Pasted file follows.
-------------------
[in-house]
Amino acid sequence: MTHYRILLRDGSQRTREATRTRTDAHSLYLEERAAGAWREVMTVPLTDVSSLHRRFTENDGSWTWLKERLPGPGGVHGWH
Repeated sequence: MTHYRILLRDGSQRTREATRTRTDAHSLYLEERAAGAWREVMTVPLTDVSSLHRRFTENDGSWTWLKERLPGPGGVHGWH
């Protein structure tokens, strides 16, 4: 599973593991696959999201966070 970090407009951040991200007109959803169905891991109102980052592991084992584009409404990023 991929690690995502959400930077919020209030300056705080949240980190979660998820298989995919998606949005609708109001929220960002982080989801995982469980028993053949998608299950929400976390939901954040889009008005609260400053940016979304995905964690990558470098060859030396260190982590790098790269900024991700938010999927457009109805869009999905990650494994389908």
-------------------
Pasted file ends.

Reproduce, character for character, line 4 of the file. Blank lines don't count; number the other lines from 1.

């Protein structure tokens, strides 16, 4: 599973593991696959999201966070 970090407009951040991200007109959803169905891991109102980052592991084992584009409404990023 991929690690995502959400930077919020209030300056705080949240980190979660998820298989995919998606949005609708109001929220960002982080989801995982469980028993053949998608299950929400976390939901954040889009008005609260400053940016979304995905964690990558470098060859030396260190982590790098790269900024991700938010999927457009109805869009999905990650494994389908």